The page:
27 Apr Tackling ‘fake news’ with AI
Recently, Laura van Beers interviewed Professor Francesca Toni of Imperial College London (here) about how AI could be used to understand human arguments. Towards the end of the interview, Professor Toni mentioned that her work might one day lead to a way to tackle a topical problem: ‘fake news’.
Fake news is a term that originally referred to linked items on social media that were designed to look like they led to authentic news stories to trick people into clicking on them. Each click brought in advertising money for the faker. More recently, the term has come to mean any news item that you don’t agree with – but whatever the definition, fake news has been causing problems for Facebook recently because of claims that it can be used to manipulate users.
Mark Zuckerberg, Facebook’s founder and chief executive, identified three types of fake news he wants to tackle: spammers who create fake stories to reap advertising money from each click they get; state actors, or “the Russian interference effort,” as Zuck described it, who attempt to spread propaganda, manipulate opinion or just cause confusion; and finally, stories from genuine media outlets that are not true.
To what extent could AI help with this effort? And, if it can help, should it?
It appears that Facebook is using AI to an extent already. Zuckerberg says the network uses panels of hundreds of thousands of people to teach algorithms to weed out undesirable content. Anything users would like to see less of gets downgraded in news feeds and, since most users don’t want to see fake stories, that includes fake news.
To avoid the problem of people downgrading news they disagree with, Facebook must recruit sufficient people with a range of views. If that’s done well, then Facebook can tackle fake news without having to specifically target it.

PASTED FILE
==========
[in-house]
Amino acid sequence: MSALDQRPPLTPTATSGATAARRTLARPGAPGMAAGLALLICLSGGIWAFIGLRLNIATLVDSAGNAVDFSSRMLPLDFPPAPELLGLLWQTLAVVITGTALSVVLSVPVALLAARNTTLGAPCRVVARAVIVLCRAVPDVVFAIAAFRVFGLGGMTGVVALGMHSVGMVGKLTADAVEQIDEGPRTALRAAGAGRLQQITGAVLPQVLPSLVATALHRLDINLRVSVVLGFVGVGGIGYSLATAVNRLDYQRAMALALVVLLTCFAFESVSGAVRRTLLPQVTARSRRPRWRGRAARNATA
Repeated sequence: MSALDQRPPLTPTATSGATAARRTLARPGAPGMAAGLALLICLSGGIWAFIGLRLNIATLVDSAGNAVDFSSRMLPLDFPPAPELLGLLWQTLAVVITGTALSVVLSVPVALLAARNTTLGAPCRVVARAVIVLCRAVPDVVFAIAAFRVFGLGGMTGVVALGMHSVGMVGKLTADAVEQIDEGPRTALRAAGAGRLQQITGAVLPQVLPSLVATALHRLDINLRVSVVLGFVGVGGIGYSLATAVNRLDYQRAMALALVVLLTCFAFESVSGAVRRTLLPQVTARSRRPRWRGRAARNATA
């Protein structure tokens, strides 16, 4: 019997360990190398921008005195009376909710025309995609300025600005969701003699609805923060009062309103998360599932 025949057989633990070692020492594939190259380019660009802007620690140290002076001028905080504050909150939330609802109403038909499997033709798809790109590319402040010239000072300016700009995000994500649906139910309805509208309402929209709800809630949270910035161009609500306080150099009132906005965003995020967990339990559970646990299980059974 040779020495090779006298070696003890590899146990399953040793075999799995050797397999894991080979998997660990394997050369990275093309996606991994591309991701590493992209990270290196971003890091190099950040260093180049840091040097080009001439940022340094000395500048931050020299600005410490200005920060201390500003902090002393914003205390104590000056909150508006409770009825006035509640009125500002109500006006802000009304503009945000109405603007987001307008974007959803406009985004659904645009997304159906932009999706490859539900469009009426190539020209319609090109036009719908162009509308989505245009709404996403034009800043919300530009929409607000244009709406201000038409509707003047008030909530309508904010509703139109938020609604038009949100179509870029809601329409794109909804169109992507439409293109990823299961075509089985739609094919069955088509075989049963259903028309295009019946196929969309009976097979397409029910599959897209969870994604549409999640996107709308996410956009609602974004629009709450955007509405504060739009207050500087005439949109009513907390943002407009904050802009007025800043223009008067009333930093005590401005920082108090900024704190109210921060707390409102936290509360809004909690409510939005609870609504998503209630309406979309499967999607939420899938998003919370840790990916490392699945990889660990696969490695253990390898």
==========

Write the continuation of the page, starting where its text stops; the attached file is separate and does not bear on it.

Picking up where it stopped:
Tackling the “Russian interference” is harder. Many of the profiles used to spread misinformation had been on Facebook for years, either as ‘sleeper’ accounts operated by Russia or as genuine accounts that Russia later took over. It’s hard to use AI to deal with this because there is little data to train the algorithms. A panel of users would not necessarily see anything wrong with these accounts.
The problem is even harder for stories from genuine media outlets that are not true. AI could determine whether a story is from the outlet it claims to be or whether the outlet is ‘trusted’ or even trace the first outlet to publish a story. However, assessing whether a story is true requires a level of fact checking and judgement beyond the capabilities of modern AI; no AI can phone someone to check their quote, for example. And even if it could, it would be extraordinarily complex and expensive.
How does Professor Toni’s research fit into this? It’s too early to say. Her work is at the forefront of AI research and we can’t yet model the way humans argue. Once we can, could an AI remove bots from Facebook by identifying clues that they are not real humans?
This would be something like removing spam email, but trickier. Like spam, some genuine messages would get caught by mistake and some fake messages would get through.
The big question is who would decide what content should be removed. There are laws about certain kinds of content that must be removed – incitements to racial hatred or violence, for example – but otherwise social networks are a place where people can express any ideas.
The challenge of removing malicious content from Facebook without shutting down legitimate users is far from easy.